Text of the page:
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Don't design what users want...
Learn how to design what they NEED
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Good morning/afternoon/evening design titans! We have another banger of a newsletter for ya.
Cool www finds: fun links and useful things from around the web
Swiss Passports: a little critique of the now most famous passport on the internet
Don’t design what users want… thoughts on how to address user's’ needs even when they ask for something else
1) Cool www finds
For these I dig into my recently liked tweets... err… xeets(?) to share with you cool things from around the web!
A really interesting experiment to play with color palettes by generating things a color might be used in. I love these things as they are new ways to explore ideas in a generative way without having to manually make the colors and then apply them to another thing elsewhere floating in your Figma file.
A finally free, open source condensed serif typeface based on the lovely Libre. Go check it out! DID I SAY ITS FREE.
2) Swiss Passports
If you haven’t been on #designtwitter, you may have missed these epic passports designed by RETINAA for the Swiss government.
Some initial thoughts on these.
I am moving to Switzerland just to have one.
Kidding aside, I find these to bring a sense of awe and wonder to that country, making others feel an urge to want one without even needing a passport.
Although, nobody will really ever see these glow-in-the-dark features of the passports except when being scanned, that is what helps to make these even more special.
More countries should take care of components to their whole citizen experience including attention to detail on passports like these. And with these passports setting the bar high, I’d now expect the rest of government services in Switzerland to play out the same—equally compelling and, dare I say, with attention to detail. (Side note: should I write a detailed article on citizen experiences?)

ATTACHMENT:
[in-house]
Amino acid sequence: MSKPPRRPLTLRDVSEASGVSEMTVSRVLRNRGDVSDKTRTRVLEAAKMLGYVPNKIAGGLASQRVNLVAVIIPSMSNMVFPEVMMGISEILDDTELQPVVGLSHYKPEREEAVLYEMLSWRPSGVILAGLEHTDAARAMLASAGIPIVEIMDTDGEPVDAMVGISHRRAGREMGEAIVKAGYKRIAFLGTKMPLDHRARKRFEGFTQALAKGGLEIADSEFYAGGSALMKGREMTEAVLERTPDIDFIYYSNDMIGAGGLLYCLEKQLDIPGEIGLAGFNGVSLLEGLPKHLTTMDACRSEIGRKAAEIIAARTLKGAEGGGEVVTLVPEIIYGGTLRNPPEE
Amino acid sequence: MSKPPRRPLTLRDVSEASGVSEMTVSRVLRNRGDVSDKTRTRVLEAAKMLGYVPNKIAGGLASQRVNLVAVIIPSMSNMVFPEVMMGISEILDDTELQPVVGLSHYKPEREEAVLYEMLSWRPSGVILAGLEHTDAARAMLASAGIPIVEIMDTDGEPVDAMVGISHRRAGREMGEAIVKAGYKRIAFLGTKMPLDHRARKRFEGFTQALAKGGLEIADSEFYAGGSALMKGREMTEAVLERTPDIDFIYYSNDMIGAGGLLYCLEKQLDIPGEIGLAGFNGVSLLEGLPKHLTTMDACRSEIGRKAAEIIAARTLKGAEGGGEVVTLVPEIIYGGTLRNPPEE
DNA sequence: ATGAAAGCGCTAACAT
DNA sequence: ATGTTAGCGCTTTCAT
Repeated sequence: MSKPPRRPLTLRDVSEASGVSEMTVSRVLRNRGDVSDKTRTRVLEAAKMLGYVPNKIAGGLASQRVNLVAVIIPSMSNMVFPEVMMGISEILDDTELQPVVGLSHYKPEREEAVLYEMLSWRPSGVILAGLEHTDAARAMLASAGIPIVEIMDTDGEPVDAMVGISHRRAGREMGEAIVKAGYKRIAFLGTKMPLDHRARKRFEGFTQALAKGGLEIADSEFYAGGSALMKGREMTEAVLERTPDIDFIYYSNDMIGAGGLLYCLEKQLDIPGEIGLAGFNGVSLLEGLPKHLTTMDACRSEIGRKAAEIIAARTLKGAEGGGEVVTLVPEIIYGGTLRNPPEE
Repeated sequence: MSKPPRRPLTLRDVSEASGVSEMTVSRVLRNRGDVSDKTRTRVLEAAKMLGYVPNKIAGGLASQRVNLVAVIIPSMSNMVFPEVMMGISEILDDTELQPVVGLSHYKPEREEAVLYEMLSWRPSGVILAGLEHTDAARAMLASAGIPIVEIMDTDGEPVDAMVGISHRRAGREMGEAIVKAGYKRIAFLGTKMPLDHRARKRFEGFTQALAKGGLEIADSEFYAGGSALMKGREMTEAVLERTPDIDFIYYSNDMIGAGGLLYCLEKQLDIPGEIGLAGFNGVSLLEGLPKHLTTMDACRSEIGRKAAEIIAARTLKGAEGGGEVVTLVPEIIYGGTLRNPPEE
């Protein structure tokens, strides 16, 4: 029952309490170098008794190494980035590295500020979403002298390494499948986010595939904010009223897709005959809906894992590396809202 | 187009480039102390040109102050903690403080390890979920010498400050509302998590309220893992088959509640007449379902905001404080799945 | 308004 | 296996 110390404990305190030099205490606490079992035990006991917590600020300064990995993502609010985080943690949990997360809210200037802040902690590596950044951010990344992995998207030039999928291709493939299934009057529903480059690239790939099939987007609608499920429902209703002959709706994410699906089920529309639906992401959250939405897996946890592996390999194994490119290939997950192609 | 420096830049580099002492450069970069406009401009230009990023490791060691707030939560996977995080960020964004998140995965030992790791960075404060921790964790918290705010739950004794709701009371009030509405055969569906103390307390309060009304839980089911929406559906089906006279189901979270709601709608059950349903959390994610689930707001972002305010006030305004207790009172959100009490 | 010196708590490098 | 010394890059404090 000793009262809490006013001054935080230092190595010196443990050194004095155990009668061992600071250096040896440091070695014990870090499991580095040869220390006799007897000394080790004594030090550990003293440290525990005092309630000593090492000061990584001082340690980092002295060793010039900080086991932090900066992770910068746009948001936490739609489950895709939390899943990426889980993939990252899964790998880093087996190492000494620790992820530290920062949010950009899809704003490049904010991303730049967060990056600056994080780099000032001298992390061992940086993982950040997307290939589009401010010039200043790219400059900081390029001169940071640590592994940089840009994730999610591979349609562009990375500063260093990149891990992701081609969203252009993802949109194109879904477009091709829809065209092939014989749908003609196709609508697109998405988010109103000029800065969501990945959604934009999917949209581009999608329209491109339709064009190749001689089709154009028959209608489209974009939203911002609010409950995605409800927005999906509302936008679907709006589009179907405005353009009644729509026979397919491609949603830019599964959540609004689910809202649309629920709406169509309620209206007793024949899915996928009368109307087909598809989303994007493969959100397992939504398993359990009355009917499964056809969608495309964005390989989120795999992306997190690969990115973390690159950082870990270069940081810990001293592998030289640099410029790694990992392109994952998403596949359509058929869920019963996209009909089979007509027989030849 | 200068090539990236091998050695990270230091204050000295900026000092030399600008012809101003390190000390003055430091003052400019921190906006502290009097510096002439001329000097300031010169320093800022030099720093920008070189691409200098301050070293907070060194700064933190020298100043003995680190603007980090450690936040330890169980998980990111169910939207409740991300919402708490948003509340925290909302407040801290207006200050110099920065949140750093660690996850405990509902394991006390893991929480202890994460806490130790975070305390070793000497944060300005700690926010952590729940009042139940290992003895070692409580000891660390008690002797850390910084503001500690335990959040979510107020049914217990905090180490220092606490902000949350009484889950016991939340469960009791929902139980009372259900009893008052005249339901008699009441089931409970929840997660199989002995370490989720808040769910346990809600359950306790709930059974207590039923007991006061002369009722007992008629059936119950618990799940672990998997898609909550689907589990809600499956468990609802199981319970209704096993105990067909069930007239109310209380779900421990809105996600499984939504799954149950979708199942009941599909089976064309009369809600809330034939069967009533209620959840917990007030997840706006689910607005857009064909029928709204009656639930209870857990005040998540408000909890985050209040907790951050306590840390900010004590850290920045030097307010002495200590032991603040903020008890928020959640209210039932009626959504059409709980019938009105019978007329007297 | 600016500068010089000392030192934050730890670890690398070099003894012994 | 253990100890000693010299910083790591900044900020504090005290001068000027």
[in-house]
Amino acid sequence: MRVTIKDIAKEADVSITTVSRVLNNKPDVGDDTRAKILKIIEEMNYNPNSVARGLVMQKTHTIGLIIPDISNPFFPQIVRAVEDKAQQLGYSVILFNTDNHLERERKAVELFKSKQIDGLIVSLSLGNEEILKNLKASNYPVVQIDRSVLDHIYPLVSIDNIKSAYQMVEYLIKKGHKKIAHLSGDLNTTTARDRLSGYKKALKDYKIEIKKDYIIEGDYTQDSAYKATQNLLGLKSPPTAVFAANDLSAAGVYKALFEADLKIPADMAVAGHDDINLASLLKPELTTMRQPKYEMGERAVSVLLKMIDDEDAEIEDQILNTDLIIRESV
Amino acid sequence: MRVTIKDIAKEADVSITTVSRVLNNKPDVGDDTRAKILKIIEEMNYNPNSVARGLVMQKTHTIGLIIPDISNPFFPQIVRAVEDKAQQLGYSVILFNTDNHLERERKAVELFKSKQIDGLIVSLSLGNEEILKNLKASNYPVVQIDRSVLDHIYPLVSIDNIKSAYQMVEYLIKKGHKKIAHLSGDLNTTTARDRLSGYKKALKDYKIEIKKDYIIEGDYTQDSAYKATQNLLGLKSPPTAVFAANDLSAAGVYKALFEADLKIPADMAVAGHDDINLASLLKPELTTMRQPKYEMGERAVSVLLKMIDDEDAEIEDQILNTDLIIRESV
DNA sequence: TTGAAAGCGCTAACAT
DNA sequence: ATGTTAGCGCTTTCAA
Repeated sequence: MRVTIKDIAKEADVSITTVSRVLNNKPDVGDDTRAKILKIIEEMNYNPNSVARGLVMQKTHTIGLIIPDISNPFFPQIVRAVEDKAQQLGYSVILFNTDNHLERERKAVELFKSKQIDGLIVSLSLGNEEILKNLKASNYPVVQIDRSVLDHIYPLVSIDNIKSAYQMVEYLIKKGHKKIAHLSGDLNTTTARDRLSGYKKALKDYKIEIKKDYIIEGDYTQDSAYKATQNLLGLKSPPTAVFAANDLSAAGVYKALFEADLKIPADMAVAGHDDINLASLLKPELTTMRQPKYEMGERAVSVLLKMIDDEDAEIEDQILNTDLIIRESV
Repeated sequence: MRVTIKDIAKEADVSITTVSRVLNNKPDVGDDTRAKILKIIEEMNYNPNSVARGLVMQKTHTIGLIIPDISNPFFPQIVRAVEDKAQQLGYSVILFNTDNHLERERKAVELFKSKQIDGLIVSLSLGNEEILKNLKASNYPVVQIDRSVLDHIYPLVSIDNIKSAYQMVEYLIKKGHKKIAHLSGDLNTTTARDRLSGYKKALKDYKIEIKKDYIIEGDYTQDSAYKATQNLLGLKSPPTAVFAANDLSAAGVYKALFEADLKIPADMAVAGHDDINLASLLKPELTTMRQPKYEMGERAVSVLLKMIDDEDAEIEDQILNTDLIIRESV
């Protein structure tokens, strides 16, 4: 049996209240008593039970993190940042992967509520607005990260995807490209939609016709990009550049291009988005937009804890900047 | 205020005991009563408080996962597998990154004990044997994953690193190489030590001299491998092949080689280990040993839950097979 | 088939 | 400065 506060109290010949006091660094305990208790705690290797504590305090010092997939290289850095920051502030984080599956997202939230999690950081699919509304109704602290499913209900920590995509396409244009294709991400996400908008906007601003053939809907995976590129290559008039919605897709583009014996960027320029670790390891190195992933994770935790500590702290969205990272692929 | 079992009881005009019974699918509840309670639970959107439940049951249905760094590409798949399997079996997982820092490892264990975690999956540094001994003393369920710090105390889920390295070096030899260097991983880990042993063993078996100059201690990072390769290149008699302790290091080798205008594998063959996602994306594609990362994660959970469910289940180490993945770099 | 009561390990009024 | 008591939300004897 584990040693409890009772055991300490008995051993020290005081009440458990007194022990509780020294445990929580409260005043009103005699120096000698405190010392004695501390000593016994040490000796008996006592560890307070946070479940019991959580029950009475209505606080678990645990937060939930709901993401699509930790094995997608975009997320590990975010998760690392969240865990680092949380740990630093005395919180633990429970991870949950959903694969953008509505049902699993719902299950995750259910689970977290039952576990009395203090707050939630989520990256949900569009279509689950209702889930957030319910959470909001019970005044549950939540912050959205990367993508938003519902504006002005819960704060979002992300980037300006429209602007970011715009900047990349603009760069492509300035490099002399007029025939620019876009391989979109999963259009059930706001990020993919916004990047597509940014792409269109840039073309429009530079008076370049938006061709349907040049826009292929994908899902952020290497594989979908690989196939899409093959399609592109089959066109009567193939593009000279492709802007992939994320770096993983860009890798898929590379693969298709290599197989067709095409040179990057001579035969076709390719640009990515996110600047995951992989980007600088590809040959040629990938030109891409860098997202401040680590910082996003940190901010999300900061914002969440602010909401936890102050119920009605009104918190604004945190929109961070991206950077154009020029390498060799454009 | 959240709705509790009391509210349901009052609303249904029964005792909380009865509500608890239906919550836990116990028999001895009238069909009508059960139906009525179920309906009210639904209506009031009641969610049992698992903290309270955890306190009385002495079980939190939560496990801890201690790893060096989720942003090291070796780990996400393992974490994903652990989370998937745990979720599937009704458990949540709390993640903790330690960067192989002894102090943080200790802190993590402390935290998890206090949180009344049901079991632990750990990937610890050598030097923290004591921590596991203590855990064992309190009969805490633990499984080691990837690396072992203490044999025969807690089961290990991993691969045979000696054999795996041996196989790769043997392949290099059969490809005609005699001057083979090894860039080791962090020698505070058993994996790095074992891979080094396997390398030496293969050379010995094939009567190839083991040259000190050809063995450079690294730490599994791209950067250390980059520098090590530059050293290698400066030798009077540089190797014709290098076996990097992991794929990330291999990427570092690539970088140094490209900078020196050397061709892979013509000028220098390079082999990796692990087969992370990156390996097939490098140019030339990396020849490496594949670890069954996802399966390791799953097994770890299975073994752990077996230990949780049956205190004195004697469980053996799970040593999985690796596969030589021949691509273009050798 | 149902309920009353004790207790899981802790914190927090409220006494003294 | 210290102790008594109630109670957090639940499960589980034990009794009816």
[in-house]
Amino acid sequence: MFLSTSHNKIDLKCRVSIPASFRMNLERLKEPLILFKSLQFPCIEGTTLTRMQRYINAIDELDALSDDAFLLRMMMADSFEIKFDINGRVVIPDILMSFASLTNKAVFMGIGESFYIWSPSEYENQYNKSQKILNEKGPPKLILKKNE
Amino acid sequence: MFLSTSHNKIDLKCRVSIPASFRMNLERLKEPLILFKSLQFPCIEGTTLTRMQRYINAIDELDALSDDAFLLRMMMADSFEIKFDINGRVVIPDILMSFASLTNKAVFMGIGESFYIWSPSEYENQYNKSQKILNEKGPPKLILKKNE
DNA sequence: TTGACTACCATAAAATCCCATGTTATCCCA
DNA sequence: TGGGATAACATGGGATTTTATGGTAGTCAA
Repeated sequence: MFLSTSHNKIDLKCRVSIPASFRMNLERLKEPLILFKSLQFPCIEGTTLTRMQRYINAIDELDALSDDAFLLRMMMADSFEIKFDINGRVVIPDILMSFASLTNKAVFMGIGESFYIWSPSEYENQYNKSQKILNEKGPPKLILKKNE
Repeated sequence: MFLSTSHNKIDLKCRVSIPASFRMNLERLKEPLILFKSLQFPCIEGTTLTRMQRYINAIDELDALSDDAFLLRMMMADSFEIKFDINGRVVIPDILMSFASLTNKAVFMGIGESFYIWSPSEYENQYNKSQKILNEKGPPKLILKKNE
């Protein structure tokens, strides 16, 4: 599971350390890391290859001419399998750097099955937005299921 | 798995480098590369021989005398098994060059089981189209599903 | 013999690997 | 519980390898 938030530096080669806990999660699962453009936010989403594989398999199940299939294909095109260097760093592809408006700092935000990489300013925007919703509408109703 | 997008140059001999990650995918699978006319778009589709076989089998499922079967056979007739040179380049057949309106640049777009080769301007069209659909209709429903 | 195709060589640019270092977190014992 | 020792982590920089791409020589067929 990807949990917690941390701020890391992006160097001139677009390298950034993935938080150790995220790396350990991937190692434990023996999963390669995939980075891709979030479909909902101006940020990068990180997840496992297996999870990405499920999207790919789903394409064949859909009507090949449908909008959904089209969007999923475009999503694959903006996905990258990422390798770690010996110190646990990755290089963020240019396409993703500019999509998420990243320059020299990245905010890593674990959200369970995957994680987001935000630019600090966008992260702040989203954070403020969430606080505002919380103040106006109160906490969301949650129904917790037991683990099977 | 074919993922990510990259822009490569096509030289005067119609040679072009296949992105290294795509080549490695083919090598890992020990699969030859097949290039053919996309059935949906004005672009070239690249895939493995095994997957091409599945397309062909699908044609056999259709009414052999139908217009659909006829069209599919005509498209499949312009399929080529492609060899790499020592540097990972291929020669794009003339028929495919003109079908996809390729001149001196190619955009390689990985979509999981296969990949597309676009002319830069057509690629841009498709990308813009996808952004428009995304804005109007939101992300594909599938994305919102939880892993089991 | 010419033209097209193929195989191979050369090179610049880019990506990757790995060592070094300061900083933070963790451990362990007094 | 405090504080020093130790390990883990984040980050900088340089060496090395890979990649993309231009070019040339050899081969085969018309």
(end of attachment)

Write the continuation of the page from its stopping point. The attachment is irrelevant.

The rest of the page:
Countries—if you’re listening, push your leaders for higher branding standards. You may become the envy of the world (or maybe limited to #designtwitter?)
Before we continue, check out our podcast on YouTube where you can see me interview top tier designers and hear their stories, strategies, and tactics that make them successful so you can be too.
Also, I hear that the best designers subscribe to this newsletter and share it with their friends... Just sayin.
3) Don’t design what users want…
Design what users need, not what they ask for.
Huh? You’re probably thinking this is completely contradicting itself… Let’s dive in.
Users complain a LOT about missing features.
They often ask for specific-to-them features that do not make any sense for other users.
For example, a user of ours asked for a feedback form—they wanted the ability to let their users drop feedback into a form and submit that form for review.
What we ended up building is a feedback center that manages feedback coming from many sources including Slack, HubSpot, and other integrations.
Why didn’t we do just what the user asked for?
Because their complaint of lacking a specific feature was actually a symptom. It was not the root cause of the problem.
When talking to them, their problem was that they actually had no way of managing their user’s feedback—not just collecting it—and submission was actually a very simple thing our tool did not allow. Currently they did have ways of letting users submit the feedback, but by putting it on the users to go somewhere special to relay this feedback, it was an unnecessary burden and made more work for their internal staff to organize. AKA this meant users would have had to fill out a disgusting FORM, which everyone hates doing, and team members collecting the feedback would need a spreadsheet to add each feedback submission to in order to organize it and later assign it to a request to design and code.
What they really needed was a way to send user feedback from several internal tools they already used into our new tool so internal users can screen the feedback as it comes and put it in the right spot for a product manager to review and assign appropriately.
There’s that famous quote “if I asked people what they wanted, they would have said a faster horse!” which allegedly came from Henry Ford, but is actually fake.
Still it holds up right?
People often complain about something but do not have your set of eyes that oversees an entire product and coincides with lots of feedback from many users. You have the power to make whatever is necessary to continue your goal and help them.
Just remember, what they say isn’t always what they mean.
— Mitchell 🔥
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